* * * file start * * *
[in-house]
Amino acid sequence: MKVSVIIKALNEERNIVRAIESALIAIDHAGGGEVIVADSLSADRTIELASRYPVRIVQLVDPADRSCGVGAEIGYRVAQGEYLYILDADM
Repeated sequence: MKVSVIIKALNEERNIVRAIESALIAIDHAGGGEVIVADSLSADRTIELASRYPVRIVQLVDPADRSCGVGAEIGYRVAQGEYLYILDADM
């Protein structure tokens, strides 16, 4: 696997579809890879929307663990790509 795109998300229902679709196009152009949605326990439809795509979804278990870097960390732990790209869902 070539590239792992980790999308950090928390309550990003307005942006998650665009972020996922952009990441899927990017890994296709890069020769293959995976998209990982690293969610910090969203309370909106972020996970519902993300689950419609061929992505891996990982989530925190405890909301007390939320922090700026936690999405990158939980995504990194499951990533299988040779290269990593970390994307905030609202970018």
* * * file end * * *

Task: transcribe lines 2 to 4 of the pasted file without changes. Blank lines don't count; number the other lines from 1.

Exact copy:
Amino acid sequence: MKVSVIIKALNEERNIVRAIESALIAIDHAGGGEVIVADSLSADRTIELASRYPVRIVQLVDPADRSCGVGAEIGYRVAQGEYLYILDADM
Repeated sequence: MKVSVIIKALNEERNIVRAIESALIAIDHAGGGEVIVADSLSADRTIELASRYPVRIVQLVDPADRSCGVGAEIGYRVAQGEYLYILDADM
């Protein structure tokens, strides 16, 4: 696997579809890879929307663990790509 795109998300229902679709196009152009949605326990439809795509979804278990870097960390732990790209869902 070539590239792992980790999308950090928390309550990003307005942006998650665009972020996922952009990441899927990017890994296709890069020769293959995976998209990982690293969610910090969203309370909106972020996970519902993300689950419609061929992505891996990982989530925190405890909301007390939320922090700026936690999405990158939980995504990194499951990533299988040779290269990593970390994307905030609202970018």